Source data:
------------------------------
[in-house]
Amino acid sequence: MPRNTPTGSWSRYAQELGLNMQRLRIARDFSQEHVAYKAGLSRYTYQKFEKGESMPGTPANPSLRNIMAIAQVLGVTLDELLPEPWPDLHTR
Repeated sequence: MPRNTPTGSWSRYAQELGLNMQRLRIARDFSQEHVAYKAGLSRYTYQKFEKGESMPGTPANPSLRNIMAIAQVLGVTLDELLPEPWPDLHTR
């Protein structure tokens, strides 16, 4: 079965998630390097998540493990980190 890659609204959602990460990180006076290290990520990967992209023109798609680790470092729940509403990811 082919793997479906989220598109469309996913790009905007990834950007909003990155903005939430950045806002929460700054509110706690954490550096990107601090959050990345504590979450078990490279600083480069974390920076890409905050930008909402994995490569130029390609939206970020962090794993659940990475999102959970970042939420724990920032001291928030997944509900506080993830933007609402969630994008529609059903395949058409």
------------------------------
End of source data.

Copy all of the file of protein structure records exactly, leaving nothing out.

[in-house]
Amino acid sequence: MPRNTPTGSWSRYAQELGLNMQRLRIARDFSQEHVAYKAGLSRYTYQKFEKGESMPGTPANPSLRNIMAIAQVLGVTLDELLPEPWPDLHTR
Repeated sequence: MPRNTPTGSWSRYAQELGLNMQRLRIARDFSQEHVAYKAGLSRYTYQKFEKGESMPGTPANPSLRNIMAIAQVLGVTLDELLPEPWPDLHTR
């Protein structure tokens, strides 16, 4: 079965998630390097998540493990980190 890659609204959602990460990180006076290290990520990967992209023109798609680790470092729940509403990811 082919793997479906989220598109469309996913790009905007990834950007909003990155903005939430950045806002929460700054509110706690954490550096990107601090959050990345504590979450078990490279600083480069974390920076890409905050930008909402994995490569130029390609939206970020962090794993659940990475999102959970970042939420724990920032001291928030997944509900506080993830933007609402969630994008529609059903395949058409």